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Value-Based Care News

High Patient Experience Scores Boost Hospital Net Margins by 50%

Top-notch patient experience scores may be able to double hospital net margins, says new research.

- Hospitals in the US that provided a “superior” patient experience gained net margins that were 50 percent higher, on average, than those that deliver an “average” customer experience, researchers from Accenture observed.

Superior patient experiences can lead to a 50-percent increase in hospital revenue.

“Patients are increasingly shopping for healthcare services, seeking the best possible overall experience when they need care,” said Jean-Pierre Stephan, managing director of Accenture’s Health customer relationship management offerings. “As a result, leading hospitals are growing profitability not by cutting costs, but by improving the patient experience and satisfaction.”

Researchers examined data on hospital margins with patient experience scores from the Hospital Consumer Assessment of Health Providers and Systems from 2008 to 2013. They discovered that top performing hospitals had margins and revenues that were growing at an above-average rate. For these top performers, the growth of revenue also outpaced operating expenses.

The correlation between superior patient experiences and higher margins was true for all types and sizes of hospitals, Accenture noted. Researchers looked at every type and size of hospital, such as for-profits, nonprofits, urban, rural, academic and non-academic hospitals. They noticed that the margins at urban hospitals were about eight times greater than margins of rural hospitals. This could mean that urban hospitals that provided superior consumer experience achieved almost double the margins of an average-experience hospital.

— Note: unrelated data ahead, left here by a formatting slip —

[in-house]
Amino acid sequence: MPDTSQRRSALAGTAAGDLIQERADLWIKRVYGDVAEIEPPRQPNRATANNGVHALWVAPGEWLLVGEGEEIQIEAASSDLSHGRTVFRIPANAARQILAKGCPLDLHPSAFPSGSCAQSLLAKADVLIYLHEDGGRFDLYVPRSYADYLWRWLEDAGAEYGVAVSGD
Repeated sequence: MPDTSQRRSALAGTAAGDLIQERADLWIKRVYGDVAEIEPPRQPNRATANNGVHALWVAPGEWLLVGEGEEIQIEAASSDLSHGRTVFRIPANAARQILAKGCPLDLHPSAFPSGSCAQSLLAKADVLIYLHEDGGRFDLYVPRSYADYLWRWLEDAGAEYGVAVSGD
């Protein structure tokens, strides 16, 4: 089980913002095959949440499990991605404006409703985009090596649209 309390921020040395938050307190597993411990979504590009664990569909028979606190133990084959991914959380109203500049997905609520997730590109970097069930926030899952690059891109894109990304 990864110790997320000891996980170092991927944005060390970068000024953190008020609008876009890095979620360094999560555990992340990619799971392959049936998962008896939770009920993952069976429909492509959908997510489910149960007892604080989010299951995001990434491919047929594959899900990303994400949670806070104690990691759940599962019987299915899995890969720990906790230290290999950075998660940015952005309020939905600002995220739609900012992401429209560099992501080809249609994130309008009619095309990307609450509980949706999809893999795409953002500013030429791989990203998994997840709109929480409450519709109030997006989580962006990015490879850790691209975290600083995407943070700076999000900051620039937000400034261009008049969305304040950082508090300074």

Researchers also noticed that the correlation between exceptional customer service for patients and improved profit margins occurred over time. “The extent that hospital margins increased with a 10 percent improvement in consumer experience scores grew 70 percent over six years, from 1.04 percent in 2008 to 1.72 percent in 2013,” Accenture stated.

According to researchers, a hospital system with $2 billion in revenue would need to cut 460 jobs (for individuals with an average salary of $100,000) in order to gain the same 2.3 percent margin benefit that superior customer experience provides for revenue growth.
 
“As health consumers increasingly factor experience into their care selection decisions, the financial benefit associated with patient experience can only be expected to increase,” Stephan said.

Adopting lean management to reduce waste is clearly not the only practice hospitals should implement if they are looking to improve profit margins. Becoming patient centric is a worthwhile endeavor. Quality customer services clearly leads to increased profits from Accenture’s perspective.

When patients receive quality care and excellent customer service, stakeholders also save time. If a patient feels unsatisfied with their business office interaction, they may also have a negative perception of the entire healthcare facility. This can sometimes cause the facility to spend more time and money on customer service.

Aside from excellent soft skills, healthcare professionals responsible for providing customer service also need effective technologies that assist patients.

New technologies, including digital communication tools and mobile apps, have helped patients obtain information much more quickly as long as providers continue to implement patient engagement strategies, a previous report noted.  

However, an over-dependence on technology for superior customer experiences is not a cure all. It’s in healthcare professionals’ best interest to provide exceptional customer services while also using user-friendly technologies that will help them do their job effectively so patients will have a positive perception of their healthcare experience.

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